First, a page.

Laser Ablation ICP-MS: Human hair as a biomarker for methylmercury elimination rate
Collaborators: The Rand Lab at the University of Rochester
Methylmercury (MeHg) exposure from the consumption of fish is a public health concern. Individual variation in response to MeHg exposure and the rate of MeHg biotransformation complicates our understanding of this issue. MeHg elimination from the human body occurs slowly (approximately 70 days half-life [t1/2]) and is a major determinant of the Hg body burden resulting from fish consumption. The mechanisms that control MeHg elimination from the human body are poorly understood. We developed methods to determine MeHg elimination rate via spatial Hg analysis of hair using laser ablation-inductively coupled plasma-mass spectrometry. Hair specimens were collected from participants in a controlled feeding study. Ablating the hair every 333 µm gave a daily measure of Hg body burden during the process of elimination from the body.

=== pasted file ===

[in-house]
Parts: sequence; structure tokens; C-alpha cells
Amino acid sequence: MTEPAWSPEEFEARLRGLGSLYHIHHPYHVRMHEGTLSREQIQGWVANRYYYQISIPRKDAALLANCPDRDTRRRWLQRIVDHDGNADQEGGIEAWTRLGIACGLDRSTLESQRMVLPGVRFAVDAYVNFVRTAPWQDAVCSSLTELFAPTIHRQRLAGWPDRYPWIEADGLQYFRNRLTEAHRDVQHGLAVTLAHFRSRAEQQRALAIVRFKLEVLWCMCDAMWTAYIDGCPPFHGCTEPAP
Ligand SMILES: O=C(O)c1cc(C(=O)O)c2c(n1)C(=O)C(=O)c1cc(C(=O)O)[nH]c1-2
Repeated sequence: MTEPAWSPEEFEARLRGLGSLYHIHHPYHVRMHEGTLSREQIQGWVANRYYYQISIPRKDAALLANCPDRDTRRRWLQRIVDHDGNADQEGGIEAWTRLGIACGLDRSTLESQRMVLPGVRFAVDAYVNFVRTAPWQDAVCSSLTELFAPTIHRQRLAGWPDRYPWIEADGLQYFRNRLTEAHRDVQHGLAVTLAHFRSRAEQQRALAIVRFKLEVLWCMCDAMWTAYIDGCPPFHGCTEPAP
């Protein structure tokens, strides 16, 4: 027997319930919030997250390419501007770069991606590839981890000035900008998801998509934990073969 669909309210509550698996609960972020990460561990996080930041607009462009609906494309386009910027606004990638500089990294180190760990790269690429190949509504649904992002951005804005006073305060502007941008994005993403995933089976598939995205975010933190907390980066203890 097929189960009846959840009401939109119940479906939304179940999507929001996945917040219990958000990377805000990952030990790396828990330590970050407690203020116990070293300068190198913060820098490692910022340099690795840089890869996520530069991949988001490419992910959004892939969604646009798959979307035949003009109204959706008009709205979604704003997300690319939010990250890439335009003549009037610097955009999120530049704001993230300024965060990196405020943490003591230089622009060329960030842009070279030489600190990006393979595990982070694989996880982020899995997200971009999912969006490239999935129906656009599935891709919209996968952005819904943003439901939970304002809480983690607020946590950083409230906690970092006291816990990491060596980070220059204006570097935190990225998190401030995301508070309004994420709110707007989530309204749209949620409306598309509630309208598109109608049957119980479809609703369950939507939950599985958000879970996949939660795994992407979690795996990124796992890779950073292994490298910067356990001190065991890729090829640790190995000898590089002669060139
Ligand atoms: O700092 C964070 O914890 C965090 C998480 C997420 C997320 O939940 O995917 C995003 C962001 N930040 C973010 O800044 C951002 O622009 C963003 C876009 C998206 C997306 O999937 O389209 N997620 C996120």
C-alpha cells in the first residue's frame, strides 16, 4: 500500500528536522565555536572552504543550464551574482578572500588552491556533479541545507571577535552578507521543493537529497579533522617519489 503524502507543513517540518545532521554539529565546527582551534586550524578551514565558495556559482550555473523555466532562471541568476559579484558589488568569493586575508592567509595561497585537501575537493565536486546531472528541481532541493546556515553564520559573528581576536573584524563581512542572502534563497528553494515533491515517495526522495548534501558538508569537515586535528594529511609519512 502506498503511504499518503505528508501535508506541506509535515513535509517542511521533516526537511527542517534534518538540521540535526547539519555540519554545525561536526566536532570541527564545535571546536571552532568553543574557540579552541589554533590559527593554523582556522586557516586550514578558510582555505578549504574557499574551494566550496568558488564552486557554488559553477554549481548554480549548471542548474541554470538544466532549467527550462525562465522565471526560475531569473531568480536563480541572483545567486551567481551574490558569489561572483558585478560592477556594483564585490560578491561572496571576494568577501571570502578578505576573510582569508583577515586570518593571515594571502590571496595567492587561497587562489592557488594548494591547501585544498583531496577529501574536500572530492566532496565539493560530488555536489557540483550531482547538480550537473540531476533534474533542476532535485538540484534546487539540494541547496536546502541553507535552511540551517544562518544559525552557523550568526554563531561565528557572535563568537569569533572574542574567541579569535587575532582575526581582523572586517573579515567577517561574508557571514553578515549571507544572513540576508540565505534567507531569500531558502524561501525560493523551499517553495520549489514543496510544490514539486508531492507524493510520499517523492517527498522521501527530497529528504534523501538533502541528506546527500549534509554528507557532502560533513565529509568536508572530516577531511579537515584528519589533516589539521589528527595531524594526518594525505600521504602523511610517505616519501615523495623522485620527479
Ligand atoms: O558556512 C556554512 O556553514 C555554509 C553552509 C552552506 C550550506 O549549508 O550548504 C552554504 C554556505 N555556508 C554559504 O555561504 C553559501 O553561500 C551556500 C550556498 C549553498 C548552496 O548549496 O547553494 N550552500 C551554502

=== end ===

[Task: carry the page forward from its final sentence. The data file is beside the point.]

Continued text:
Image of a human hair showing the ablation sites.
Screenshot showing the ablation signals of Hg and S along the length of human hair, and on the right, a hair strand mid-ablation
This approach has been validated to show that, after MeHg exposure – for example from consuming fish – changes in hair Hg concentration parallel changes in blood Hg concentration.
Using LA-ICP-MS to measure Hg concentrations from the hair tip to the root, the controlled exposures from the three individual fish meals can be seen (green arrows), as well as progressive elimination of Hg from the body.